Shamyle Dobbs is CEO of Michigan Community Resources, a Detroit-based nonprofit that supports grassroots organizations serving low-income communities in the city. She points out that leadership in foundations often skews white, and that can mean funding programs are often out-of-touch with the needs of communities of color on the ground.


“There is a lack of diversity in philanthropy. You have boards of trustees that are largely white,” says Dobbs. “The very essence of what we're trying to change will not be changed if the structures by which we're leading create solutions that are baked in white supremacy.”


And, Mesfin Johnson points out, nonprofits, which emerged during the progressive era as a way to coalesce people and resources around a common social mission, must abide by constraints that are modeled on capitalism and placed on them by philanthropy. Those limitations can often impede the ability of nonprofits to approach problems collectively.


“I think that we have created a nonprofit industrial complex that now depends upon people staying employed, but doesn't have an incentive to shift and move on to the next issue or the next opportunity,” says Mesfin Johnson. She points to nimble mutual aid networks that have emerged during the pandemic to serve communities' needs, as well as worker-owned cooperatives, as alternatives to the current nonprofit model.


But some of those restrictions have begun to change in the wake of the pandemic out of necessity. Foundations have begun loosening restrictions on funding, giving more, relaxing requirements and trusting nonprofit leaders to do their work.
Shamyle Dobbs. Photo by Nick Hagen.


For a nonprofit, the ability to use restricted program funds for unrestricted operating costs is a substantial benefit -- especially during a time when opportunities for earned revenue and in-person fundraisers have virtually dried up. During COVID-19 it has meant the difference between many organizations being able to continue operating vs. shutting down entirely. Mesfin Johnson would like to see funders sustain more unrestricted giving over time.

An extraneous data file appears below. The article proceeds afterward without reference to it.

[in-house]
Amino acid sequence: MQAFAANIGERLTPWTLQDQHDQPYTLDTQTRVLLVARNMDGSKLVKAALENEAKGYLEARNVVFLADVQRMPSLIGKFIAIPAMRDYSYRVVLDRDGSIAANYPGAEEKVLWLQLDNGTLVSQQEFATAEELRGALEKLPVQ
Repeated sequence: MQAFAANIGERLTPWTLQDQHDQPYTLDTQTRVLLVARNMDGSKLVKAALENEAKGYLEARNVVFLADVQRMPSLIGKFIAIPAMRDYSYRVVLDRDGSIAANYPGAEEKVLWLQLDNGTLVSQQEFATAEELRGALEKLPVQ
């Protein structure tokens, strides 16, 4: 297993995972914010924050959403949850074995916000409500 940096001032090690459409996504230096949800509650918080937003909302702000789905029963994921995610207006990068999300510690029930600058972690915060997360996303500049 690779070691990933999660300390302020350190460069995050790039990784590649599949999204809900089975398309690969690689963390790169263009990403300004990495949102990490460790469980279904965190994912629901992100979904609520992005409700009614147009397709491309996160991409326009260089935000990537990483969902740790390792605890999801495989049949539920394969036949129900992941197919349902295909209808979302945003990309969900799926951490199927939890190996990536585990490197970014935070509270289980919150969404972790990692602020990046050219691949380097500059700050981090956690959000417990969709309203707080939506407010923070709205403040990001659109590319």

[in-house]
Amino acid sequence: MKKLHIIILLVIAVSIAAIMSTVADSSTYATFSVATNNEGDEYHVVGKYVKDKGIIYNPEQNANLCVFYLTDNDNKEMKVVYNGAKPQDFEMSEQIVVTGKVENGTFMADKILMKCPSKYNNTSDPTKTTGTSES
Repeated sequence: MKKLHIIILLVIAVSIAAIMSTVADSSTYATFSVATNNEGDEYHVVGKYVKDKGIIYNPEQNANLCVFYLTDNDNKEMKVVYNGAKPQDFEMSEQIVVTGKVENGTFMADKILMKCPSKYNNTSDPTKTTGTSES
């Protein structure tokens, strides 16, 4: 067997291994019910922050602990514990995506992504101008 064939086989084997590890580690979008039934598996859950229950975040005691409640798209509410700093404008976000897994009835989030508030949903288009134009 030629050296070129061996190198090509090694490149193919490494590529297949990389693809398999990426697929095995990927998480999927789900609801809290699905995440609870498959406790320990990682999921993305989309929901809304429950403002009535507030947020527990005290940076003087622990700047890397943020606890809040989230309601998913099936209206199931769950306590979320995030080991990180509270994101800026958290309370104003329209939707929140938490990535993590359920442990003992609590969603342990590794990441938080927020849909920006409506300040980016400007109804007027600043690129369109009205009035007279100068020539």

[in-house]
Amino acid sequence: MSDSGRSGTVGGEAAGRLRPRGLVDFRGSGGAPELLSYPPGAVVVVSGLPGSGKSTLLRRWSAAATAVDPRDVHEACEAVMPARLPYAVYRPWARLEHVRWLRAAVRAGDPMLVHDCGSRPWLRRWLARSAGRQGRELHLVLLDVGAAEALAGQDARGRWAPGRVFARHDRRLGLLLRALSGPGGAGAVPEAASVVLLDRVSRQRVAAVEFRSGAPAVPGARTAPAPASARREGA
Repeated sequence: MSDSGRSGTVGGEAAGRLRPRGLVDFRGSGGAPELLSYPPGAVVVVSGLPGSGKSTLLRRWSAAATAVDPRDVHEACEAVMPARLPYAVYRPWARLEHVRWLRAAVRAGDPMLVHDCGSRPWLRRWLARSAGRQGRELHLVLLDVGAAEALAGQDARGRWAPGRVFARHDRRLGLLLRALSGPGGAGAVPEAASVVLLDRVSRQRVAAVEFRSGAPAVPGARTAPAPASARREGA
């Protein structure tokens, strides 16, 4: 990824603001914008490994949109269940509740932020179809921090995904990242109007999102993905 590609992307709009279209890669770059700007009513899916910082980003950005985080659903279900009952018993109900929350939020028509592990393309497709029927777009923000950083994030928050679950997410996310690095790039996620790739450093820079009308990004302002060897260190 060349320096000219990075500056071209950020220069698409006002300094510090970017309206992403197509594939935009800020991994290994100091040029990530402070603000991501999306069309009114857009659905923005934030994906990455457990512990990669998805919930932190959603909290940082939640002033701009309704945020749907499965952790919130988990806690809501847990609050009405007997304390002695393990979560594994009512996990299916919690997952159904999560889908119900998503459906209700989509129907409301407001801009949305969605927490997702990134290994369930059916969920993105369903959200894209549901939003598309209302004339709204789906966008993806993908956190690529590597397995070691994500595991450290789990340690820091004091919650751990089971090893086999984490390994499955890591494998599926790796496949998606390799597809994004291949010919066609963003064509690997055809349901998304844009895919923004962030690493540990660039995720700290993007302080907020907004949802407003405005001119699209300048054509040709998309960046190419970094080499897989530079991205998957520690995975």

“Unrestricted dollars help because they can allow us over time to build in those reserves,” she says. “Without it, you only ever get enough money to run the next program, but not to be strategic or adaptive or responsive, which is what unrestricted cash allows us to do. Otherwise, we're only ever making incremental changes.”


Mesfin Johnson hopes that by continuing to have candid, collaborative conversations like those being convened by Co.Act, the region’s nonprofit leaders can find a way to deepen their relationships and create a shared vision. She’d like to see the sector to get away from what she calls a “panic and trauma response” and move towards “values-driven response” which is less about individual or organizational survival and more about finding flexible and collaborative ways to make meaningful change in communities.”


And acknowledging the role of racism in creating both the challenges faced in the community served by nonprofits, as well as the structures that can inhibit their success, will be key to moving forward, she adds. And it must be called by its name.


“I think we just have to call the thing a thing,” adds Dobbs, “and figure out how to deal with it, and be bold.”


This story is part of the Nonprofit Journal Project, an initiative to invited nonprofit leaders across Metro Detroit to contribute their thoughts via journal entries on how COVID-19 is impacting the nonprofit sector—and how they are innovating. This series is made possible with the generous support of our partners, the Michigan Nonprofit Association and Co.ACT.